With the advent of the Internet a whole new field of anecdotal information was emerging, connecting a variety of neurological symptoms to celiac disease. While many medical practitioners and researchers were casting aspersions on these assertions, a select few chose to explore such claims using scientific research designs and methods. While connections between stuttering and gluten consumption seem to have been overlooked by the medical research community, there is a rich literature on the Internet that cries out for more structured investigation of this connection. Conversely, perhaps a publication bias of the peer review process excludes work that explores this connection.
    Whatever the reason that stuttering has not been reported in the medical literature in association with gluten ingestion, a number of personal disclosures and comments suggesting a connection between gluten and stuttering can be found on the Internet. Abid Hussain, in an article about food allergy and stuttering said: “The most common food allergy prevalent in stutterers is that of gluten which has been found to aggravate the stutter” (10). Similarly, Craig Forsythe posted an article that includes five cases of self-reporting individuals who believe that their stuttering is or was connected to gluten, one of whom also experiences stuttering from foods containing yeast (11). The same site contains one report of a stutterer who has had no relief despite following a gluten free diet for 20 years (11). Another stutterer, Jay88, reports the complete disappearance of her/his stammer on a gluten free diet (12). Doubtless there are many more such anecdotes to be found on the Internet* but we have to question them, exercising more skepticism than we might when reading similar claims in a peer reviewed scientific or medical journal.
    There are many reports in such journals connecting brain and neurological ailments with gluten, so it is not much of a stretch, on that basis alone, to suspect that stuttering may be a symptom of the gluten syndrome. Rodney Ford has even characterized celiac disease as an ailment that may begin through gluten-induced neurological damage (13) and Marios Hadjivassiliou and his group of neurologists and neurological investigators have devoted considerable time and effort to research that reveals gluten as an important factor in a majority of neurological diseases of unknown origin (14) which, as I have pointed out previously, includes most neurological ailments.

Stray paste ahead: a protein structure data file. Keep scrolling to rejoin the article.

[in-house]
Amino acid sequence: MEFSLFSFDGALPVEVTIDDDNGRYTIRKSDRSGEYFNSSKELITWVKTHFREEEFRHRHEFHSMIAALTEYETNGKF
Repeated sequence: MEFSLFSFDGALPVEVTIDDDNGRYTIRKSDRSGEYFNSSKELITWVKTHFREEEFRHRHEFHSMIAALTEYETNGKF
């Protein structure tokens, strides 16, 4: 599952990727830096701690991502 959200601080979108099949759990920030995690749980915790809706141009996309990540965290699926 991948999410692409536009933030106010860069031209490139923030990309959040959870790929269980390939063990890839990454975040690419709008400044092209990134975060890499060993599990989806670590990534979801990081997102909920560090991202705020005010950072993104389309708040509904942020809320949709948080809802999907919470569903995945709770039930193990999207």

My own experience with stuttering is limited. I stuttered as a child when I became nervous, upset, or self-conscious. Although I have been gluten free for many years, I haven’t noticed any impact on my inclination to stutter when upset. I don’t know if they are related, but I have also had challenges with speaking when distressed and I have noticed a substantial improvement in this area since removing gluten from my diet. Nonetheless, I have long wondered if there is a connection between gluten consumption and stuttering. Having done the research for this article, I would now encourage stutterers to try a gluten free diet for six months to see if it will reduce or eliminate their stutter. Meanwhile, I hope that some investigator out there will research this matter, publish her findings, and start the ball rolling toward getting some definitive answers to this question.
    Sources:
    1. Toft M, Dietrichs E. Aggravated stuttering following subthalamic deep brain stimulation in Parkinson’s disease--two cases. BMC Neurol. 2011 Apr 8;11:44.
    2. Tani T, Sakai Y. Stuttering after right cerebellar infarction: a case study. J Fluency Disord. 2010 Jun;35(2):141-5. Epub 2010 Mar 15.
    3. Lundgren K, Helm-Estabrooks N, Klein R. Stuttering Following Acquired Brain Damage: A Review of the Literature. J Neurolinguistics. 2010 Sep 1;23(5):447-454.
    4. Jäncke L, Hänggi J, Steinmetz H. Morphological brain differences between adult stutterers and non-stutterers. BMC Neurol. 2004 Dec 10;4(1):23.
    5. Kell CA, Neumann K, von Kriegstein K, Posenenske C, von Gudenberg AW, Euler H, Giraud AL. How the brain repairs stuttering. Brain. 2009 Oct;132(Pt 10):2747-60. Epub 2009 Aug 26.
    6. Galantucci S, Tartaglia MC, Wilson SM, Henry ML, Filippi M, Agosta F, Dronkers NF, Henry RG, Ogar JM, Miller BL, Gorno-Tempini ML. White matter damage in primary progressive aphasias: a diffusion tensor tractography study. Brain. 2011 Jun 11.
    7. Lundgren K, Helm-Estabrooks N, Klein R. Stuttering Following Acquired Brain Damage: A Review of the Literature. J Neurolinguistics. 2010 Sep 1;23(5):447-454.
    8. [No authors listed] Case records of the Massachusetts General Hospital. Weekly clinicopathological exercises. Case 43-1988. A 52-year-old man with persistent watery diarrhea and aphasia. N Engl J Med. 1988 Oct 27;319(17):1139-48
    9. Molteni N, Bardella MT, Baldassarri AR, Bianchi PA. Celiac disease associated with epilepsy and intracranial calcifications: report of two patients. Am J Gastroenterol. 1988 Sep;83(9):992-4.